Without properly hydrating or adjusting your training plan, high temperature can lead to heat exhaustion or muscle cramping.

In “Physiological Responses to Exercise in the Heat“, authors Michael N. Sawka et al. (1993) included among their conclusions:

“Dehydration from sweat loss increases plasma tonicity and decreases blood volume, both of which reduce heat loss and result in elevated core temperature levels during exercise-heat stress.”

More sweat

Sweat is our body’s way of controlling its core temperature. And, my sweat mechanism works very well.

During a run in humid heat, I quickly become a sweaty mess. On some days, this includes sloshing wet shoes. (There is hardly anything more unsettling than to see my wet shoe prints on the otherwise dry running trail.)

The problem with sweaty running gear is that it can rub against the skin, laying the groundwork for painful abrasions.

Tips for Safely Running in Heat and Humidity

The conclusion of an article in Podium Runner is “training in heated conditions, two to three times per week for 20 to 90 minutes, can produce a multitude of beneficial training effects.” The benefits include those listed above.

However, consider the following to gain the most and avoid injury from this training.

Avoid becoming dehydrated

For seniors, it is even more important to be conscious of our hydration. In Six Principles of Triathlon Training for Seniors, I noted that our thirst sensation becomes less sensitive with age. Waiting until we become thirsty can give a false sense of hydration.

First, it is important to begin the run properly hydrated. The most reliable way to ensure you are hydrated is to observe the color of your urine. If adequately hydrated, your urine will be clear to light yellow.

Then, during the run, Motion Works Physical Therapy recommends drinking 6-8 ounces of water or sports drink every 15-20 minutes.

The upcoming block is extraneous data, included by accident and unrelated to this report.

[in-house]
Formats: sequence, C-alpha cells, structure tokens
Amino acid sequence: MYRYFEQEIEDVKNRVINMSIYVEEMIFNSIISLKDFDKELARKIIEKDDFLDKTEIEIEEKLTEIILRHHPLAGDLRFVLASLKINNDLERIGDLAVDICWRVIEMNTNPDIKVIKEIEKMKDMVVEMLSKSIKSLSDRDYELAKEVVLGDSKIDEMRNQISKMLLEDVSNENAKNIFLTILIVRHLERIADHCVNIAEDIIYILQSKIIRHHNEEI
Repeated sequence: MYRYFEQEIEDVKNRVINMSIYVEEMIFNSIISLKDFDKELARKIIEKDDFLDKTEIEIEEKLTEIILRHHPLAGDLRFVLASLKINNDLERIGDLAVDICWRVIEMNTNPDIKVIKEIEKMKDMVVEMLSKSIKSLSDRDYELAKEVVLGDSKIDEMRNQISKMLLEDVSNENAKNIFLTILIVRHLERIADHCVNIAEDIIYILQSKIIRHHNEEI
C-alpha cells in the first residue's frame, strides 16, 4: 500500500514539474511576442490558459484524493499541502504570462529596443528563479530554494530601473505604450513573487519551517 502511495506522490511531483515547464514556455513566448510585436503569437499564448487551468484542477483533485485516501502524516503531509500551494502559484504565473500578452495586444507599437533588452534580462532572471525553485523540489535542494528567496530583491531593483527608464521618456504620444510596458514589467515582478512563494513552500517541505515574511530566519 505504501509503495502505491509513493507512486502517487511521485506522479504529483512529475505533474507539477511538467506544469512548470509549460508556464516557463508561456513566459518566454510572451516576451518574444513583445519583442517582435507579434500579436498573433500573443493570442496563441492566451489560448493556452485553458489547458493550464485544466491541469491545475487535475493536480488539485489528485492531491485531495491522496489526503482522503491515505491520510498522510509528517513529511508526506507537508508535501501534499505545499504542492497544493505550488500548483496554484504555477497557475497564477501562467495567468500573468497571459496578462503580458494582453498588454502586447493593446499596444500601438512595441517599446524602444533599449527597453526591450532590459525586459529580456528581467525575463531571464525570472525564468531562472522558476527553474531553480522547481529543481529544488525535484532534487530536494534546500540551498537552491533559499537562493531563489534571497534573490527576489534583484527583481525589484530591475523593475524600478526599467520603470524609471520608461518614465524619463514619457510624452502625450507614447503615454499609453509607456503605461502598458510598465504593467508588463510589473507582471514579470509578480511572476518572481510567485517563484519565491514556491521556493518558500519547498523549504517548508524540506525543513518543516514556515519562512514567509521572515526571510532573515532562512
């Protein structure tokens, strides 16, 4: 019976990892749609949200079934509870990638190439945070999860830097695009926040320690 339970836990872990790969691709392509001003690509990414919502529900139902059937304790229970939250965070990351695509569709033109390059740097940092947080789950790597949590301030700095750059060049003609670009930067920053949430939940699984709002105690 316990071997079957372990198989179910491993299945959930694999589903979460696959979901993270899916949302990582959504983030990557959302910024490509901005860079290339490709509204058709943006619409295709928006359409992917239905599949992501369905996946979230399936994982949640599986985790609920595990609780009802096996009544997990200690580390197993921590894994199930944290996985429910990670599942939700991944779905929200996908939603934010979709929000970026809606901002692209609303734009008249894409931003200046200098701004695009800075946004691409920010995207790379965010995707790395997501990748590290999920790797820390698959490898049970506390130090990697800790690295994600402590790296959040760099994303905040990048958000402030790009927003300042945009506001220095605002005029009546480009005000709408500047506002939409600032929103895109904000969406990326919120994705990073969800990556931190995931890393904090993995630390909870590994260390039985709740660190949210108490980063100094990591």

Finally, be sure to rehydrate after the run. An approach to rehydrating recommended by Motion Works is to weigh yourself before (dry clothing) and after a run (sweaty clothing) without clothing to determine the water lost during the run. Knowing the amount of fluid lost during a run will help determine how much water to drink after the run.

Consider electrolyte supplements . . . carefully

Electrolyte supplements may be beneficial during acclimatization. Hyponatremia, a condition resulting from electrolyte depletion caused by consuming too much water during exercise, can be avoided by consuming low doses of electrolytes (e.g. sodium, potassium, and chloride are the main ones) along with water during exercise.

However, remember that our bodies have built mechanisms to control the proper amounts of electrolytes. It is foolish, even unsafe, to consume too much of these necessary elements.

Supplementing to avoid becoming seriously depleted is a more appropriate strategy. An article by Dr. William Misner, former Director of Research & Development at Hammer Nutrition, titled “The Endurolytes Rationale” concluded that “low dose repletion rate generates electrolyte balance [homeostasis] without interfering with the electrolyte levels delicately monitored by natural endogenous processes”.

Fueling before, during, and after a run in the heat may include sports drinks and low dose electrolyte supplements.

Use the right gear

Using lightweight, light colored (to reflect the sun) wicking fabrics can promote evaporative cooling and reduce irritation from sweat-soaked running gear.

I have found that snug fitting shirts that cling to my body prevent the irritation when wet. Conversely, even loose fitting, wicking fabrics rub against sensitive parts of the body making for a painful post-run experience. Tape also works but can fall off when it becomes wet.

Pay attention to your form

On a recent run, I realized that my running form had worsened as I became tired. I now pay more attention to my posture to maximize the benefit of the run.

Did I Miss Anything?

What is your experience with running in the heat? At what point do you call it too hot to run outside and move indoors?

I know that many of you are more accomplished runners than me, so will appreciate your comments.